Twitter restores suicide prevention hotline after outcry | Twitter

Twitter has restored a feature that promoted suicide prevention hotlines and other safety resources to users seeking certain content, after coming under pressure from users and consumer safety groups.

The feature, known as #ThereIsHelp, placed a banner at the top of search results for certain topics, listing contacts of support organizations in many countries related to mental health, HIV, vaccines, sexual exploitation of children, to Covid-19, to gender-based violence. , natural disasters and freedom of expression.

Reuters said on Friday the feature was removed this week. Citing two people familiar with the matter, the report said the removal was ordered by the owner of the social media platform, Elon Musk.

After the story was published, Twitter’s head of trust and safety, Ella Irwin, confirmed the removal but said it was temporary.

“We’ve corrected and rearranged our prompts. They’ve just been temporarily removed while we do that,” Irwin said in an email to Reuters.

Musk later denied the feature had been removed and called the Reuters report “fake news”.

Nevertheless, the report emerged at the start of the Christmas holidays, a difficult time for many, causing widespread concern. The unnamed sources cited by Reuters said millions of people had encountered #ThereIsHelp posts on Twitter.

Eirliani Abdul Rahman, a member of a recently disbanded Twitter content advisory group, told Reuters the disappearance of #ThereIsHelp was “extremely disconcerting and deeply disturbing” even though the removal was implemented to make way for improvements .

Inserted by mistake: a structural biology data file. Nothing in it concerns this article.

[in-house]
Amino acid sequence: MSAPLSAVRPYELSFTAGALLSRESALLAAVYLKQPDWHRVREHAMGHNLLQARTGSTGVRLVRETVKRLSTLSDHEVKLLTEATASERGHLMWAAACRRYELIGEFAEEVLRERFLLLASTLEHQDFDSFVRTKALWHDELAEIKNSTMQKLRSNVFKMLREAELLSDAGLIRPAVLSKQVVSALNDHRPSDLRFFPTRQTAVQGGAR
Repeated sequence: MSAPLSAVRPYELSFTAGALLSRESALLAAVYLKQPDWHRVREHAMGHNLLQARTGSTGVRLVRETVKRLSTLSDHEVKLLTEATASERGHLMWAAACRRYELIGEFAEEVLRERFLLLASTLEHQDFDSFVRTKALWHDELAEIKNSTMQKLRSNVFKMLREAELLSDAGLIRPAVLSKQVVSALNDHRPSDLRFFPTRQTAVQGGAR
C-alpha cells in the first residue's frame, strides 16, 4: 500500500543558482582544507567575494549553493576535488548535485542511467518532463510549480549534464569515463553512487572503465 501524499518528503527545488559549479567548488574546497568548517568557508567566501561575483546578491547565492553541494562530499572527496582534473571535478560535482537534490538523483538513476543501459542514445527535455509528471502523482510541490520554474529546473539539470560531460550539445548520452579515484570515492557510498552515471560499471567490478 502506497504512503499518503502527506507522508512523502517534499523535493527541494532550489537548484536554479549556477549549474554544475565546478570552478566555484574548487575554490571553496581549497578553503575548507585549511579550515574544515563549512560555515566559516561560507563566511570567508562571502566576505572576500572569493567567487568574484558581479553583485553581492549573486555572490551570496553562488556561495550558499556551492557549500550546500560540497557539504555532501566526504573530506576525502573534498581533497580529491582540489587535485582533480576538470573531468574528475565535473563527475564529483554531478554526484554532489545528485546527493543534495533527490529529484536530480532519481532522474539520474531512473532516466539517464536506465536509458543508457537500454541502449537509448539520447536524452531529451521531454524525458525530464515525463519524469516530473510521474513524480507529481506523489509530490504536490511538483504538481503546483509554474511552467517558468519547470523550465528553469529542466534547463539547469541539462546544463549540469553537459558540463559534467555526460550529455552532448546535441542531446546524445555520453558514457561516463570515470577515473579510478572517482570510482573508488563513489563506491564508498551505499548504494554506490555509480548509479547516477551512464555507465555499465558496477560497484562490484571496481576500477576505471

“This is the worst time of year to remove the suicide prevention feature,” wrote Jane Manchun Wong, software developer and Twitter user. “Instead of leaving a time slot with no suicide prevention feature for an overhaul, they could have kept the old prompt and replaced it with a new one when it’s ready.”

Early Saturday, Musk responded, tweeting: “1. The message is actually still in place. This is fake news. 2. Twitter does not prevent suicide.

Online services such as Twitter, Google and Facebook have tried for years to direct users to resources such as government hotlines if they suspect a user is in danger.

Irwin said Twitter plans to adopt an approach used by Google. This platform, she said, “does very well with these in their search results, and [we] actually reflect some of their approach with the changes we’re making.

“We know these prompts are useful in many cases and we just want to make sure they work properly and stay relevant.”

Musk said the number of views of harmful content on Twitter has declined since taking office in October. Then, he said, “hardly anyone” on Twitter was working on child safety.

“I made it a top priority immediately,” he added.

But Musk has scaled back the teams involved in dealing with difficult material, and observers said self-harm content was booming, despite a de facto ban.

Twitter introduced warning prompts about five years ago. Some were available in more than 30 countries, according to company tweets. In a blog post, Twitter said it was responsible for ensuring users can “access and receive support on our service when they need it most.”

Alex Goldenberg, senior intelligence analyst at the nonprofit Network Contagion Research Institute, said his group published research in August — before Musk took over Twitter — showing that monthly Twitter mentions of terms associated with self-harm had increased by more than 500% year after year, especially among younger users.

“If this decision is emblematic of a change in policy that they no longer take these issues seriously, that is extremely dangerous,” Goldenberg told Reuters. “This goes against Musk’s previous commitments to put the safety of children first.”

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